Lordstown’s disappointing wind-turbine experiment ends
By ED RUNYAN
A project to use two wind turbines at Lordstown Village Hall to generate electricity is coming to a close after the village sold both turbines for $1.
Mayor Arno Hill said the village sought bids to sell the turbines three times before Larry Tura of Lordstown, a member of the village’s zoning board of appeals, offered $1 to remove them. Village council approved the sale March 18.
Hill said neither of the turbines have worked for about two years, and they are costly to fix, so the village secured the propellers to stop them from turning to reduce the potential for one to come loose and hurt someone.
That did not work for one of the turbines, however, so it has continued to spin in recent months.
“We have concerns about the blades spinning in the high wind,” Hill said. “It sounds like a helicopter is landing.”
When the turbines were installed in 2011, the village was told to expect them to generate enough electricity to reduce the electric bill for village hall by $300 to $500 per month. Hill said the actual amount of savings was “about $550 per year.”
“They didn’t pan out,” Hill said. “We said just get rid of ‘em and get them out of there.”
Last week, at a rally in Michigan, President Donald Trump continued his criticism of renewable energy, saying the wind does not always blow.
“If it doesn’t blow, you can forget about television for that night,” he said at the rally. “‘Darling, I want to watch television.’ ‘I’m sorry! The wind isn’t blowing.’ I know a lot about wind,” the president added.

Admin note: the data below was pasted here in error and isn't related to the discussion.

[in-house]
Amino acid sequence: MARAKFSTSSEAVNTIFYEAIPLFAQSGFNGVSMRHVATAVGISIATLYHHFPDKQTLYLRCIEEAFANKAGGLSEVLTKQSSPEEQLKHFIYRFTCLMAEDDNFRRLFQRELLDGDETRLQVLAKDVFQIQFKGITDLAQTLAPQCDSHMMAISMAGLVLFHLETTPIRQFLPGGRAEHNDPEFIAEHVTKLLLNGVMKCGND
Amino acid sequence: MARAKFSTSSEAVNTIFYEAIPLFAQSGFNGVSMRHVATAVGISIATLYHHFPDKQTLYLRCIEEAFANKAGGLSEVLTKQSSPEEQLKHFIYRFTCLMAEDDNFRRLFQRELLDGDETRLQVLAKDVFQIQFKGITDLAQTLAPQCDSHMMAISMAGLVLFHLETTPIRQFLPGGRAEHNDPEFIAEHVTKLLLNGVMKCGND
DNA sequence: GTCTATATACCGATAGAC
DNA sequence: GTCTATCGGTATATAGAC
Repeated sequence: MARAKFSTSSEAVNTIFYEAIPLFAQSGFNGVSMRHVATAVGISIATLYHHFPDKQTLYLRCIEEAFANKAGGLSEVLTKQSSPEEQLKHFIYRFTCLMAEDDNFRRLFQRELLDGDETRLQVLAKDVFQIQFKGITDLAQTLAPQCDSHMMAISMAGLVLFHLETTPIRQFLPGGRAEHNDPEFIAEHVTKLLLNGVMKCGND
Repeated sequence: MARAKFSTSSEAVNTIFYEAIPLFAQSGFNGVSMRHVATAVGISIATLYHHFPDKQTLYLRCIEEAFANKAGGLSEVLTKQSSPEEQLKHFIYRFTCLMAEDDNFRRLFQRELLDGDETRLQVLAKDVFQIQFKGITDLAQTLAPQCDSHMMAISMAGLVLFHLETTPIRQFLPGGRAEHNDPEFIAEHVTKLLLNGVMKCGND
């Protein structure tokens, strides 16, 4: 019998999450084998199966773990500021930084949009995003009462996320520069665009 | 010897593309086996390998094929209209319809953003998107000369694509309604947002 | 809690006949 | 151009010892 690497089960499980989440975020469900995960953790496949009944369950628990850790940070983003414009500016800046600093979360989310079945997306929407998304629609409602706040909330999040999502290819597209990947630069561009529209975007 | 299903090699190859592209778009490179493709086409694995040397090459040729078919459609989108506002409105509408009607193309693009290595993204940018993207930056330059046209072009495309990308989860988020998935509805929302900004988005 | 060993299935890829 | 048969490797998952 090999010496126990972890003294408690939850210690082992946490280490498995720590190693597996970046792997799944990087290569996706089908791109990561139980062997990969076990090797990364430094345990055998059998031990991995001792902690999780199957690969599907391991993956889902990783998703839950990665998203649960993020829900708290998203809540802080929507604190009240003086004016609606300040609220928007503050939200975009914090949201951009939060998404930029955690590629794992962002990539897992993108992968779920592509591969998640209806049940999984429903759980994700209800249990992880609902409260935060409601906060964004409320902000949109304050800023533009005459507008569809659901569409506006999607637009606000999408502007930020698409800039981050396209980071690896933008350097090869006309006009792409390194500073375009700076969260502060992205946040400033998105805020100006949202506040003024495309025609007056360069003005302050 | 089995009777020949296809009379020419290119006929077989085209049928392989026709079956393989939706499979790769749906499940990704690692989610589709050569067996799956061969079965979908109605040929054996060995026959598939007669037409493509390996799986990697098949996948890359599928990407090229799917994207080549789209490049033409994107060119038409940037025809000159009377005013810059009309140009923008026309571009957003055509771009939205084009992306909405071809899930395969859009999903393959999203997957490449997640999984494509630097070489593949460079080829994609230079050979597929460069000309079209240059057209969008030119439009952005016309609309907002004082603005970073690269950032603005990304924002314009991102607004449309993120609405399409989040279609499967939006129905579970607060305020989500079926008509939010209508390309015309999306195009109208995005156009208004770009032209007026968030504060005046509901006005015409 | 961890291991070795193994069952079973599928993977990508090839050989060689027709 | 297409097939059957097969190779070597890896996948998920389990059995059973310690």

In March 2011, Greg Courtney of Wind Turbines of Ohio LLC in Alliance, which provided the turbines, said they should operate with “no maintenance for 30 to 50 years.”
When contacted Tuesday, Courtney said he still runs Wind Turbines of Ohio but said he is not familiar with the problems Lordstown has had with its wind turbines.
As for wind turbines in general, he said, “I have one at my house. I love it.” When asked whether he could refer a reporter to another local wind turbine installation that has been successful in Trumbull or Mahoning counties, he said he could not.
Lordstown’s 10-kilowatt-hour turbines mounted on 100-foot towers cost $131,700. The village paid $13,170, with the rest coming from $65,850 in grants from the Appalachian Regional Commission by way of the Eastgate Regional Council of Governments and $52,680 from the Ohio Department of Development.
Kathy Zook, ARC program manager for Trumbull, Mahoning and Ashtabula counties, said she commends Lordstown for its forward-thinking effort to protect taxpayers’ money with the project.
When turbines were unveiled to the public, then-mayor Michael Chaffee said he believed Lordstown was the first local government body to have them.
The International Brotherhood of Electrical Workers installed a 2.4-kilowatt wind turbine at its union hall on Research Parkway in Champion in 2009. The IBEW took it down for maintenance a year ago but plans to reinstall and operate it later this year, said Eric Davis, training manager.